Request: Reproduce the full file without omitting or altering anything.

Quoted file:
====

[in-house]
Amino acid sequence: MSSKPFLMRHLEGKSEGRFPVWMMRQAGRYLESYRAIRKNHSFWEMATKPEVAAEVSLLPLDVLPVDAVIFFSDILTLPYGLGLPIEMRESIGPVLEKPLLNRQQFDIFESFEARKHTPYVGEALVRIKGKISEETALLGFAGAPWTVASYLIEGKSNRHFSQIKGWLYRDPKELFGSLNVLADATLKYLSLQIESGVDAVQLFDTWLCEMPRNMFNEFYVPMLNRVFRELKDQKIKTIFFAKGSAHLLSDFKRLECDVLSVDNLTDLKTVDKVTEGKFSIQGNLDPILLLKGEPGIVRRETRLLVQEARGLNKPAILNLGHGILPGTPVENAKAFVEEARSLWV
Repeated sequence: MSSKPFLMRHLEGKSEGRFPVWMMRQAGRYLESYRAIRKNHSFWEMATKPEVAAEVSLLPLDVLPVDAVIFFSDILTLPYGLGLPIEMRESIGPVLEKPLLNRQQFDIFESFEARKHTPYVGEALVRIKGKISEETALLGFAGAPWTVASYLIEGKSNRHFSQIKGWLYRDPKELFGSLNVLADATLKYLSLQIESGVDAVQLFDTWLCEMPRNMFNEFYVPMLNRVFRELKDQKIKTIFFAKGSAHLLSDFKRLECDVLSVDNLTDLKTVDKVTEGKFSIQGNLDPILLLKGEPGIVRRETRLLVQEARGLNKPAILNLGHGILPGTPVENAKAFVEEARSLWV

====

[in-house]
Amino acid sequence: MSSKPFLMRHLEGKSEGRFPVWMMRQAGRYLESYRAIRKNHSFWEMATKPEVAAEVSLLPLDVLPVDAVIFFSDILTLPYGLGLPIEMRESIGPVLEKPLLNRQQFDIFESFEARKHTPYVGEALVRIKGKISEETALLGFAGAPWTVASYLIEGKSNRHFSQIKGWLYRDPKELFGSLNVLADATLKYLSLQIESGVDAVQLFDTWLCEMPRNMFNEFYVPMLNRVFRELKDQKIKTIFFAKGSAHLLSDFKRLECDVLSVDNLTDLKTVDKVTEGKFSIQGNLDPILLLKGEPGIVRRETRLLVQEARGLNKPAILNLGHGILPGTPVENAKAFVEEARSLWV
Repeated sequence: MSSKPFLMRHLEGKSEGRFPVWMMRQAGRYLESYRAIRKNHSFWEMATKPEVAAEVSLLPLDVLPVDAVIFFSDILTLPYGLGLPIEMRESIGPVLEKPLLNRQQFDIFESFEARKHTPYVGEALVRIKGKISEETALLGFAGAPWTVASYLIEGKSNRHFSQIKGWLYRDPKELFGSLNVLADATLKYLSLQIESGVDAVQLFDTWLCEMPRNMFNEFYVPMLNRVFRELKDQKIKTIFFAKGSAHLLSDFKRLECDVLSVDNLTDLKTVDKVTEGKFSIQGNLDPILLLKGEPGIVRRETRLLVQEARGLNKPAILNLGHGILPGTPVENAKAFVEEARSLWV